I've written here before about one of my favorite ice cream purveyors and flavors -- Tara's Organic Ice Cream in the East Bay and its White Pepper Chocolate Chip ice cream. It sounds a little bizarre because it is, but it is also unbelievably good. I've recreated the ice cream at home with pretty good results, and also once turned the flavor combination into macaroons that had white pepper shells sandwiching a dark chocolate ganache filling. These macarons weren't for everyone but I was pretty pleased with them. I've been thinking for a while now about making a white pepper shortbread cookie, and when a googling spree turned up a dearth of appealing white pepper shortbread recipes, I decided that the time for a white pepper shortbread cookie is maintenant!
Instead of muddling the chocolate and white pepper all together in the cookie dough, I followed Tara's lead and kept the chocolate as a separate component -- where the chocolate came in the form of chips in Tara's ice cream, it is a glaze on these cookies. While the concept of spicy chocolate is certainly not new, the heat imparted on chocolate goods usually comes from chipotle or cayenne. Here, the use of white pepper, a staple in Chinese cooking, takes these cookies off the spicy chocolate beaten path.
If you enjoy desserts with unexpected flavors (as I do), you'll probably also like the white pepper shortbread cookies all on their own (as I also do). You could also turn these shortbreads into little cookie sandwiches with a dark chocolate ganache filling, or serve them along side a scoop of dark chocolate ice cream for a simple yet surprising dessert.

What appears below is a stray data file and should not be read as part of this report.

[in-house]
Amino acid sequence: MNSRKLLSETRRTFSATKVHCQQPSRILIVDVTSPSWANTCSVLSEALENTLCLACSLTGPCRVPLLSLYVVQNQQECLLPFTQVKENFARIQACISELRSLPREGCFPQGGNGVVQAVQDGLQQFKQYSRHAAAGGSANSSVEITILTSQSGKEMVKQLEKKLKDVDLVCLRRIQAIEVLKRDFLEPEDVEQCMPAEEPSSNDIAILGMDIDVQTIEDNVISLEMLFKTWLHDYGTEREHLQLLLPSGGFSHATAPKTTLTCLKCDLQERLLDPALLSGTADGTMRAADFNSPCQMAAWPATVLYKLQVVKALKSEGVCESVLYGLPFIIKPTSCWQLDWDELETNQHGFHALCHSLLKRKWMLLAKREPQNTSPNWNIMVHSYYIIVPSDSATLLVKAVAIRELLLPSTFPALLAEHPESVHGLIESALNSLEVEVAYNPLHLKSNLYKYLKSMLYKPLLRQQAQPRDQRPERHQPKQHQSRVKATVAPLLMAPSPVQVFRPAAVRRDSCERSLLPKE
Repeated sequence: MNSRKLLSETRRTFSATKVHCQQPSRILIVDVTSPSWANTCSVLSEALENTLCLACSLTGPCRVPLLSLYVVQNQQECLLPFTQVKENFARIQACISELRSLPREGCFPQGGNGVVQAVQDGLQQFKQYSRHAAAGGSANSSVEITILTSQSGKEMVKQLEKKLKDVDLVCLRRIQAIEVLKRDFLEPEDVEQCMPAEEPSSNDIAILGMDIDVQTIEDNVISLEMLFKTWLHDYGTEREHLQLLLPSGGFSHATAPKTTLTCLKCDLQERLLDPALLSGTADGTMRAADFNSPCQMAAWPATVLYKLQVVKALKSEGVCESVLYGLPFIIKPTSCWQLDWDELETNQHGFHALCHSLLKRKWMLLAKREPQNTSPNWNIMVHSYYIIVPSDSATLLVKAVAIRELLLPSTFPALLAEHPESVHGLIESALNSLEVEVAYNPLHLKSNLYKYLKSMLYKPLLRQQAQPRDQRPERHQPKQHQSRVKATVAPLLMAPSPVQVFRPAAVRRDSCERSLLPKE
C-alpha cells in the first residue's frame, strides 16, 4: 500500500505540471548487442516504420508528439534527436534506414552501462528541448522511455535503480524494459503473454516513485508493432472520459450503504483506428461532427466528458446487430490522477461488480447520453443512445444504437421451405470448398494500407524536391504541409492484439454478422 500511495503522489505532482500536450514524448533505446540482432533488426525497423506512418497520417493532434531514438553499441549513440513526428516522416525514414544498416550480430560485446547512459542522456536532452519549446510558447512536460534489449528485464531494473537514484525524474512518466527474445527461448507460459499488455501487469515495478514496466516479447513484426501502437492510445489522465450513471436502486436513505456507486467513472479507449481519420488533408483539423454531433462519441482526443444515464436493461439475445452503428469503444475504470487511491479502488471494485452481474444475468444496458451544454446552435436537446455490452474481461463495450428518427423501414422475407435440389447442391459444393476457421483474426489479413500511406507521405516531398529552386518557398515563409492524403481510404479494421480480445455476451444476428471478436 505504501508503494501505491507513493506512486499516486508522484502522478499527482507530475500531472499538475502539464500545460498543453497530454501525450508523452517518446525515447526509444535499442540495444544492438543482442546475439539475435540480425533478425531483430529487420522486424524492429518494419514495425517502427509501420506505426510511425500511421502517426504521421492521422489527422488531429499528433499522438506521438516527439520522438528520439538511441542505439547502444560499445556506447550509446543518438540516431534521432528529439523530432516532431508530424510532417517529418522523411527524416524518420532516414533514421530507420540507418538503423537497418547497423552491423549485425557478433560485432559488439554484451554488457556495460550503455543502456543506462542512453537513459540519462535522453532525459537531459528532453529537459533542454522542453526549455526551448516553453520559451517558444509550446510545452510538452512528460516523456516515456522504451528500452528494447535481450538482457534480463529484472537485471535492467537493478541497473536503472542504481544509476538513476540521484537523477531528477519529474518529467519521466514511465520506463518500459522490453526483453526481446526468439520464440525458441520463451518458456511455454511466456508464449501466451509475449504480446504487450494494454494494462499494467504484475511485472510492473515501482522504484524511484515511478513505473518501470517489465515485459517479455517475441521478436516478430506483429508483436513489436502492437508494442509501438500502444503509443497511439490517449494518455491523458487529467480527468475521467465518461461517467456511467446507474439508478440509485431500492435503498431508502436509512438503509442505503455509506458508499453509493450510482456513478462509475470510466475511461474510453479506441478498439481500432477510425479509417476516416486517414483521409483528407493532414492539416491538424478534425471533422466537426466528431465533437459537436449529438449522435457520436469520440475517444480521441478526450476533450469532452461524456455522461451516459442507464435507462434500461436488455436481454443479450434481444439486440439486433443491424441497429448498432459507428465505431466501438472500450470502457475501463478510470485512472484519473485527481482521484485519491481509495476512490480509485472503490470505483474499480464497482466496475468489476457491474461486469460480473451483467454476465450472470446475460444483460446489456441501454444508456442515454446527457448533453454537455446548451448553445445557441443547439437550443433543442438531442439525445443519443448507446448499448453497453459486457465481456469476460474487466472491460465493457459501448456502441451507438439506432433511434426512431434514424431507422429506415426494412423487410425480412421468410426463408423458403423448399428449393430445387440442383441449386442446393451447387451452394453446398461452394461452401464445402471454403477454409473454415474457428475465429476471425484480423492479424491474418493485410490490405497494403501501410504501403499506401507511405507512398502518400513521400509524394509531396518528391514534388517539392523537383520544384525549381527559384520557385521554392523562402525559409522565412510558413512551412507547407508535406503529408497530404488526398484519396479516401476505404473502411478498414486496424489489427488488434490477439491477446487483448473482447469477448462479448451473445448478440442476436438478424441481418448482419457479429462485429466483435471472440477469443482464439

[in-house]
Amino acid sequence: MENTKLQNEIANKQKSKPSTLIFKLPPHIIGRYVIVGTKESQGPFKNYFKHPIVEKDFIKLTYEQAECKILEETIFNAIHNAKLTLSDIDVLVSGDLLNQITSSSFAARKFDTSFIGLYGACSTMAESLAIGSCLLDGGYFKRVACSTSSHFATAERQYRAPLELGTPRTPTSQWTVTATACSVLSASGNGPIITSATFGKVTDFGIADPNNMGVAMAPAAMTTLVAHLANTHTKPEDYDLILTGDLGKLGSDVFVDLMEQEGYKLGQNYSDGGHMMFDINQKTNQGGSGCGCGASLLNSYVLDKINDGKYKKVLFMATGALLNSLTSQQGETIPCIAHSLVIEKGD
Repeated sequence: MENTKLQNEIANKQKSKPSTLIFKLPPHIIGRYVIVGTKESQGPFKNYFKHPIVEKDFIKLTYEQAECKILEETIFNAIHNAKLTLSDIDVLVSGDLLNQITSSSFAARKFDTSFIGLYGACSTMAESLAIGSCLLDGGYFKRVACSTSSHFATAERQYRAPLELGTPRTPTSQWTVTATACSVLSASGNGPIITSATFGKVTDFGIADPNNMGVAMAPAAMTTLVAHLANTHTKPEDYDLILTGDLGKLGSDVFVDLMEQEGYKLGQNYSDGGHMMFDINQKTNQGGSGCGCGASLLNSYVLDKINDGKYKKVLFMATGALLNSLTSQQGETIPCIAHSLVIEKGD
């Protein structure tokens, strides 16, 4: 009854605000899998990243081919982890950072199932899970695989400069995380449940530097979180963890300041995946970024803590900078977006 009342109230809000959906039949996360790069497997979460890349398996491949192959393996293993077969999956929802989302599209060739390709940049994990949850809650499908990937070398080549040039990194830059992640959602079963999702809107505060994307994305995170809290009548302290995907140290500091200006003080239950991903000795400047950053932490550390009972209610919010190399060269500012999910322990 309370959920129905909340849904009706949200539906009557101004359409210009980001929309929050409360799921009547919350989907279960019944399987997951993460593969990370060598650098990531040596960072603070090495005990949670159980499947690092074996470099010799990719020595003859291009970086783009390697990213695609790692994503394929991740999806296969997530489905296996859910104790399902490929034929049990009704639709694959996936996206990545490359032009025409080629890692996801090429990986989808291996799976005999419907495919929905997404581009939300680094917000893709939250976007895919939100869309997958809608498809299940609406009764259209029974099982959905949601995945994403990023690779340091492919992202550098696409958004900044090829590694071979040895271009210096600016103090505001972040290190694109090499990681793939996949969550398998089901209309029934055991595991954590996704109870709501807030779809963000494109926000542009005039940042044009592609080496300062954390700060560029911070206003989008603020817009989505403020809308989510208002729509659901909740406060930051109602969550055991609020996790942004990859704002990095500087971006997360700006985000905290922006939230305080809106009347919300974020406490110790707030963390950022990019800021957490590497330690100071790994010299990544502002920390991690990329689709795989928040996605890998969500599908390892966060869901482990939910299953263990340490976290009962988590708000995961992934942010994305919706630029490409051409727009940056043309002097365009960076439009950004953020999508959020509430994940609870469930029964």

White Pepper Shortbread with Dark Chocolate
Makes about 30 cookies if using a smaller cookie cutter (I used a 1 1/2-inch round cookie cutter.)
1/2 cup (1 stick) unsalted butter, at room temperature
1/4 cup turbinado sugar
1 1/4 cups all-purpose flour
1 teaspoon ground white pepper, and a tiny bit extra for finishing
1/8 teaspoon of salt
4 oz bittersweet chocolate*
* You'll very likely have leftover melted chocolate, don't let it go to waste -- spread some roasted almonds (or other nut of choice) on parchment paper, pour the leftover melted chocolate over the nuts, sprinkle with a little finishing salt, and throw in the fridge to set. Impromptu salted almond chocolate bar!
In a medium bowl, cream together the butter and turbinado sugar (using an electric mixer or just by hand with a wooden spoon) until the mixture takes on a paler color and is slightly fluffy.
Add the flour, ground white pepper, and salt to the butter-sugar mixture and stir until the dough comes together. The dough will be crumbly, then begin to form as you continue to stir.
Transfer the dough to a gallon-sized Ziploc bag. Then, on a flat surface and with the bag open, roll the dough out to about a quarter of an inch (like so; the dough should end up taking up less than half the bag). Press out all the air you can, seal the bag, and place it in the fridge to chill for at least 30 minutes.
While the dough is chilling, line a baking sheet with parchment paper and preheat the oven to 350 degrees F.
Remove the dough from the fridge and slit the bag open. Cut the rolled-out dough into any shapes you like. Bake for 10 to 12 minutes, until just browned around the edges. Remove from oven, and allow the cookies to cool on the baking sheet for 10 minutes, then move them to a wire rack to cool completely.
Using a double broiler or the microwave, melt the chocolate until smooth and combined (with the microwave, heat in 30-second intervals, stirring between intervals). Dip the cookies in the chocolate, and set on some parchment paper. Sprinkle the chocolate portion of each cookie with a little ground white pepper. Let the chocolate cool and set.
Cookies last in an airtight container at room temperature for up to three days.